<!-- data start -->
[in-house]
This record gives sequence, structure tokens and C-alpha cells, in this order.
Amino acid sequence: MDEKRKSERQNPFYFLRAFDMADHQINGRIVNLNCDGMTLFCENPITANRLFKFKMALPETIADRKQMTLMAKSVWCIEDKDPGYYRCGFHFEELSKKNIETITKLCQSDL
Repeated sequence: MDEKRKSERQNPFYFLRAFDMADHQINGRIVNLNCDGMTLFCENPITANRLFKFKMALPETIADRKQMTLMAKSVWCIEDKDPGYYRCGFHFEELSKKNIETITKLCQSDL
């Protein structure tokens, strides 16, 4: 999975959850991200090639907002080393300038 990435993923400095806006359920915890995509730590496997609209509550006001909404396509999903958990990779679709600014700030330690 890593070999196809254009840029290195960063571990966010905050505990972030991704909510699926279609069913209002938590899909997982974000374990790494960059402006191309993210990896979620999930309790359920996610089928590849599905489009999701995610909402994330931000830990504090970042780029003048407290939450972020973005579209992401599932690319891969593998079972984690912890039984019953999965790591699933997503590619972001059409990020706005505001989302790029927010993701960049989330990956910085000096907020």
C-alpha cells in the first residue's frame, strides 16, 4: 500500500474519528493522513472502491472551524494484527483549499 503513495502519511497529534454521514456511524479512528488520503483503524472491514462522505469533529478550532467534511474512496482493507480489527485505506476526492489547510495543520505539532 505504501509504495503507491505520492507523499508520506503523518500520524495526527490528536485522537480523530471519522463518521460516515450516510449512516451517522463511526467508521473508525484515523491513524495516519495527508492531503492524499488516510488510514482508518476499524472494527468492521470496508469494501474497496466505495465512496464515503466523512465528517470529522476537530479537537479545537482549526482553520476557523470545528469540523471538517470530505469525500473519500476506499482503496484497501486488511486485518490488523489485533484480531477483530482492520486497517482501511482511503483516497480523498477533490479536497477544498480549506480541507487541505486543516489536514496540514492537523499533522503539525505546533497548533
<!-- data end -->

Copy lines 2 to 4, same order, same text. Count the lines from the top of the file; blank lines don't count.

This record gives sequence, structure tokens and C-alpha cells, in this order.
Amino acid sequence: MDEKRKSERQNPFYFLRAFDMADHQINGRIVNLNCDGMTLFCENPITANRLFKFKMALPETIADRKQMTLMAKSVWCIEDKDPGYYRCGFHFEELSKKNIETITKLCQSDL
Repeated sequence: MDEKRKSERQNPFYFLRAFDMADHQINGRIVNLNCDGMTLFCENPITANRLFKFKMALPETIADRKQMTLMAKSVWCIEDKDPGYYRCGFHFEELSKKNIETITKLCQSDL